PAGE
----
The patient’s sensation of numbness worsened progressively during his stay, reaching his waist. While the weakness in his legs also grew worse, he continued to maintain full strength in his upper extremities.

Taken together, the evidence supported neurosarcoidosis as the most likely diagnosis, although cancer remained a consideration, the team reported.

The patient refused a spinal cord biopsy, which could have confirmed a neurosarcoidosis diagnosis.

He was given a course of steroids and discharged to a rehabilitation facility on a slow oral prednisone taper.

At a follow-up appointment several months later, he reported some easing of numbness, but continuing leg weakness. He reported no worsening of his overall neurological symptoms.

A review of the medical literature revealed a few cases of neurosarcoidosis with either myelitis or hydrocephalus, although none with both conditions without a previous diagnosis of sarcoidosis.

This patient’s symptoms were similar to those reported in past cases, but response to treatment differed in each case.

Given such variability in symptoms and responses, and the lack of any standardized diagnostic criteria for neurosarcoidosis, the team recommended that sarcoidosis be considered in cases like this one, where other conditions have been excluded.

“Although we have insufficient randomized controlled trials guiding NS [neurosarcoidosis] treatment, early diagnosis, timely treatment with steroids, and a referral to a specialist center can be associated with a favorable outcome and prevent further deterioration and long-term disability,” the researchers wrote.

Further research into this area is needed, they emphasized.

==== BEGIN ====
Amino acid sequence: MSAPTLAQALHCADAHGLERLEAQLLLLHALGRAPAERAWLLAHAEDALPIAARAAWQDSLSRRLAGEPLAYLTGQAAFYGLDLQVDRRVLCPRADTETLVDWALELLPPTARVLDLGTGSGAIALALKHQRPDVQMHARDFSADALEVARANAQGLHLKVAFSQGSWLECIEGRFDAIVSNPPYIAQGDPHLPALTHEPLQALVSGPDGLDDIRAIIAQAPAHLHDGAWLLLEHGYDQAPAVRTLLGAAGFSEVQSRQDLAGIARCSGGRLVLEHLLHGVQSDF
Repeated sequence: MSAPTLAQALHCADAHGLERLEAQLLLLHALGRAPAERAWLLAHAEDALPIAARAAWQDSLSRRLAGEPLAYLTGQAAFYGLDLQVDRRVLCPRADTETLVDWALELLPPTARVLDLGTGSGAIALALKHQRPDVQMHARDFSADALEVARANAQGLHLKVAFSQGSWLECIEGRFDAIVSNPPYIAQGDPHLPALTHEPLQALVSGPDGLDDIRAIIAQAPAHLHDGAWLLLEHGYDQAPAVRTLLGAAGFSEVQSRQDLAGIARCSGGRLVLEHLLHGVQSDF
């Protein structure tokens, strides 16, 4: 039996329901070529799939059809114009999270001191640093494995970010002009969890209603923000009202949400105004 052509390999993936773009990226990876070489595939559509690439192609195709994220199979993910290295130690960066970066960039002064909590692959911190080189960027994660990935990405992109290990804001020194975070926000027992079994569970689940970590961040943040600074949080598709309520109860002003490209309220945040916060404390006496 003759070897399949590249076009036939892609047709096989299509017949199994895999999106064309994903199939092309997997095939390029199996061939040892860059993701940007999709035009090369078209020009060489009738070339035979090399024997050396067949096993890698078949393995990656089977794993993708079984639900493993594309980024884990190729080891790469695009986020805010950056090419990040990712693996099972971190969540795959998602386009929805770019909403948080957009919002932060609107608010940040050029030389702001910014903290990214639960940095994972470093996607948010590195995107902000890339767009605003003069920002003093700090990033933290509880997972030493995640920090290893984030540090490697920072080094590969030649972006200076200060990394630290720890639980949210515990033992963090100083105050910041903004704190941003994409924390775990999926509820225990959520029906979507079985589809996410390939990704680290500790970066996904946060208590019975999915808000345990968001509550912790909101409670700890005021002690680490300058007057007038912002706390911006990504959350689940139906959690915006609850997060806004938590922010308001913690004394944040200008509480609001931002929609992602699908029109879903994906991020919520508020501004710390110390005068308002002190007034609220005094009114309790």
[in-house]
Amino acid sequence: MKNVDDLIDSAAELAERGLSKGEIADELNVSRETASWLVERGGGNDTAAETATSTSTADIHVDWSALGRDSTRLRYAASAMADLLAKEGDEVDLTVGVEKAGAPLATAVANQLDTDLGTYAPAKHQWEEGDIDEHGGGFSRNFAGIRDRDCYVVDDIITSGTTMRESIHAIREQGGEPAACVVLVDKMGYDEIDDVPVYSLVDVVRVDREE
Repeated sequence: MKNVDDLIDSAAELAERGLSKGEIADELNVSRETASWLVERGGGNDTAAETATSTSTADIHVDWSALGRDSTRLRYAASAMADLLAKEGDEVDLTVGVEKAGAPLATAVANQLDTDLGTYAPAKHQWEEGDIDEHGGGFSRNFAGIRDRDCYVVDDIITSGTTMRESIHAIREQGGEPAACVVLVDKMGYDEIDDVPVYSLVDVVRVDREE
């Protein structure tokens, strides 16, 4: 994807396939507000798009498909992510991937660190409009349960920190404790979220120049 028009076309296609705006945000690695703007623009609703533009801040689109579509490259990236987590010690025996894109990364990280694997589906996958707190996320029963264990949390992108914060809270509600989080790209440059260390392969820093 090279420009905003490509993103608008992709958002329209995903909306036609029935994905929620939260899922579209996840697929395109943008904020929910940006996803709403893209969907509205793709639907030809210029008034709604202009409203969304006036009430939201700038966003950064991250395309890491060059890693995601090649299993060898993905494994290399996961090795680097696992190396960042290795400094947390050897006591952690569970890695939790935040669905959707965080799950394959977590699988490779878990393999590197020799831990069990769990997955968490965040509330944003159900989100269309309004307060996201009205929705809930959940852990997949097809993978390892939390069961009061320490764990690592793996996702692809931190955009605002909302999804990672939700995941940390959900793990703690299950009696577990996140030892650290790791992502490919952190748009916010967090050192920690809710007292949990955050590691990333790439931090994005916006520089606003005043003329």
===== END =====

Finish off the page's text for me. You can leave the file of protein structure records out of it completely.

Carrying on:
Forest Ray received his PhD in systems biology from Columbia University, where he developed tools to match drug side effects to other diseases. He has since worked as a journalist and science writer, covering topics from rare diseases to the intersection between environmental science and social justice. He currently lives in Long Beach, California.
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Patrícia holds her PhD in Medical Microbiology and Infectious Diseases from the Leiden University Medical Center in Leiden, The Netherlands. She has studied Applied Biology at Universidade do Minho and was a postdoctoral research fellow at Instituto de Medicina Molecular in Lisbon, Portugal. Her work has been focused on molecular genetic traits of infectious agents such as viruses and parasites.
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Forest Ray received his PhD in systems biology from Columbia University, where he developed tools to match drug side effects to other diseases. He has since worked as a journalist and science writer, covering topics from rare diseases to the intersection between environmental science and social justice. He currently lives in Long Beach, California.